Monday, October 31, 2016

Halloween with Lee Thayer

Happy Halloween from the American Trade Bindings Collection at UNCG!  After a very busy summer, we’re back with an October pick for you to enjoy as you surreptitiously pilfer candy from your child’s trick or treat bag.  Our featured title is The Scrimshaw Millions, by Lee Thayer (New York: Sears Publishing Company, 1932), and is a part of Special Collections’ large Robbie Emily Dunn Collection of American Detective Fiction.

The book’s cover features a jaunty skull and crossbones wearing(!) spats and a rakishly tipped top hat.  Naturally enough, it’s also smoking a cigarette.  But what catches the binding lover’s eye as much as the cover is the name on the cover – Lee Thayer, aka Emma Redington Lee Thayer (1874-1973), one of the original two Decorative Designers.  For those who don’t know of the firm, they were founded in 1895 by Henry Thayer, who was trained as an architect.  He quickly hired Emma Redington Lee, trained in decorative arts at the Cooper Union, Pratt Institute, and Associated Artists.  Lee married Thayer in 1909, and was thereafter known as Lee Thayer.  What made the Decorative Designers unique for a design firm was that it included several artists and used division of labor to complete designs.  The firm also included (at various times and for varying lengths of time) Rome K. Richardson and Adam Empie who transferred and engraved designs, and Charles Buckles Falls and Jay Chambers who provided figures.  These artists also created cover designs on their own, sometimes using their own monograms (for example, "RR" by Rome Richardson and "F" by Charles Buckles Falls).  Henry Thayer did much of the lettering, and Lee Thayer, provided borders, and ornamental designs.  The firm dissolved in 1931, but was able to produce the astonishing output of over 25,000 design items, including thousands of book covers.  The American Trade Bindings Collection currently includes 120 covers by the Decorative Designers. (1)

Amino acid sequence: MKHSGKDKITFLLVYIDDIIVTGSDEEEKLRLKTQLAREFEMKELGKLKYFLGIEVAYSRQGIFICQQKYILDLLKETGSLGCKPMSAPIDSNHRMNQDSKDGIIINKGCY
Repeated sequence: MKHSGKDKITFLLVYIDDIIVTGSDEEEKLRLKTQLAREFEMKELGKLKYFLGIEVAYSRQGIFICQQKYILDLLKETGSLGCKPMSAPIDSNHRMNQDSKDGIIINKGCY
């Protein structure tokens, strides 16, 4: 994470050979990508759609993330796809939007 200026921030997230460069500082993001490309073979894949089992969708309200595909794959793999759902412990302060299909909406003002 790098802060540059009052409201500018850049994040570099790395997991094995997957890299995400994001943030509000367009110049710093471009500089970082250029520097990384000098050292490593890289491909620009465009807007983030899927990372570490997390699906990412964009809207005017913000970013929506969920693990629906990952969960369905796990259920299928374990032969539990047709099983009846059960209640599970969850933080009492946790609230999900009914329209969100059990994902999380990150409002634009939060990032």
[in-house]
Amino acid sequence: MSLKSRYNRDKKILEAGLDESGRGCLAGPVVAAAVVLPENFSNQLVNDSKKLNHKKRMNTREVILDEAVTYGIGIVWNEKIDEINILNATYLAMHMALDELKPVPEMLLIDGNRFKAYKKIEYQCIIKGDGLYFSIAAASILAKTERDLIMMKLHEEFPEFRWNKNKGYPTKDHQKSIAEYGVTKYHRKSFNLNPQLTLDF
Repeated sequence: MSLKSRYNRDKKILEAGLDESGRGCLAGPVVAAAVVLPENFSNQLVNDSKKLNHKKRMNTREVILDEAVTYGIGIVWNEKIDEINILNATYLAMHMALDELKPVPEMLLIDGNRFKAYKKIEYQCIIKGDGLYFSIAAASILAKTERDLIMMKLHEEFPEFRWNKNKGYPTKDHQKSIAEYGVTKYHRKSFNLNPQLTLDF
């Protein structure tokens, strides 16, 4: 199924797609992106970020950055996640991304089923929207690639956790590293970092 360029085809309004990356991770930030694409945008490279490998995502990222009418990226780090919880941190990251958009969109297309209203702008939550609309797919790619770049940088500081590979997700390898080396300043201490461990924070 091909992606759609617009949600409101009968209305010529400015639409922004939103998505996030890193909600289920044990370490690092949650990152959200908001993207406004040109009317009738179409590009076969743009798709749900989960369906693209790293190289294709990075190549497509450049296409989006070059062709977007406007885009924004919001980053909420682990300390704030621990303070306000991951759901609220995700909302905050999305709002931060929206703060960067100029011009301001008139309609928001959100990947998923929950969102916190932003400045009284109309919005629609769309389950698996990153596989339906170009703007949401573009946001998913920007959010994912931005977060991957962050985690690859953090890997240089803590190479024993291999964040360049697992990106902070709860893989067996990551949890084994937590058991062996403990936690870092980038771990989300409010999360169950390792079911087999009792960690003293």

But Lee Thayer had another career -- mystery novelist -- which began well before the dissolution of the Decorative Designers.